A very fine long blog post by Andy Merrifield has appeared on the Antipode site at http://antipodefoundation.org/2015/03/18/future-shock/
Seminar series, January-March 2014
This is intended as a stimulus and support to the research of postgraduate students, and perhaps some advanced undergraduates, in all parts of the Bartlett and UCL Urban Lab, who find Merrifield’s work stimulating. The seminar will take place each week from 1500h to 1700h on Wednesdays, from 29 January until the end of term and should provide opportunities for participants to share their ideas and discussions. Location will vary from week to week and will be announced on the programme page.
Anybody who glances at the latest urban literature will hear a lot of hype about “global cities” as engines of economic growth. Yet you’ve really got to wonder what cities these commentators have in mind? You’ve really got to wonder if cities nowadays are about the “wealth of nations” (as Jane Jacobs proclaimed in the 1980s). On the contrary, today’s biggest cities have economies almost exclusively predicated on “parasitic” activities. Cities are giant arenas where the most prominent activity is the activity of extorting land rent, of making land pay. Meanwhile, parasitic rentiers have reclaimed the public sector and now use it to prime the private pump, to underwrite further accumulation by dispossession and rental extraction. They’ve engineered a neo-Haussmannite process of land grabs and rigged privatizations, of plundered public infrastructure and repossessed homes, all the while reappropriating value rather than contributing anything towards its creation.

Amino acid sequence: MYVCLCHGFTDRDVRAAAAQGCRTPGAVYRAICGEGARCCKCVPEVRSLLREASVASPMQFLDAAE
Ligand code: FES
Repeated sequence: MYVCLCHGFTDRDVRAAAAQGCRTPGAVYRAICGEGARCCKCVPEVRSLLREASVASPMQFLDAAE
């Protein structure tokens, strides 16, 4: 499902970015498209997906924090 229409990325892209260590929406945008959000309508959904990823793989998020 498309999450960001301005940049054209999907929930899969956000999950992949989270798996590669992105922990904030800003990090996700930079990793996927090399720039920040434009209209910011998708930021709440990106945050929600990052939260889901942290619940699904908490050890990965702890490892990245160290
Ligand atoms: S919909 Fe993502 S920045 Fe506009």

Funnily enough, it wasn’t always like that. Back in the 1970s, Manual Castells conceived the urban question relative to public goods and services funded by the state—items of “collective consumption” he called them—stuff consumed collectively, like housing and schools, hospitals and mass transit, socialized goods, functionally crucial for the reproduction of labor-power. Fiscal crises and economic downturn scarred this era. Then, in the 1980s, a change of ideological and economic persuasion ensued, a change in how the capitalist state went about its business. Quite literally went about its business. The era became an interregnum that would spawn, in the 1990s, neoliberalism. Castells’ thesis began to crumble in the face of the inexplicable: collective consumption items, so vital for social reproduction, so functional for capital, so necessary for the overall survival of the city and capitalism—how could it possibly be that the state would desist from funding them?
These weekly seminars will riff on Castells’ “old” urban question, his almost-archaic urban question. Since 1972, when La question urbaine first appeared, the stakes and arena of urban struggle have changed markedly. Forty-odd years on, the threats are scarier yet the promises are maybe more expansive. But how can ordinary people develop civic immunity to predatory capitalism? How to devise new democratic prophylactics, a new participatory democracy in the face of too much representative technocracy—especially when representation means “post-political” public servants intent on defending private gain?
This blog post elaborates on the subject matter which will be at least the starting point of the series: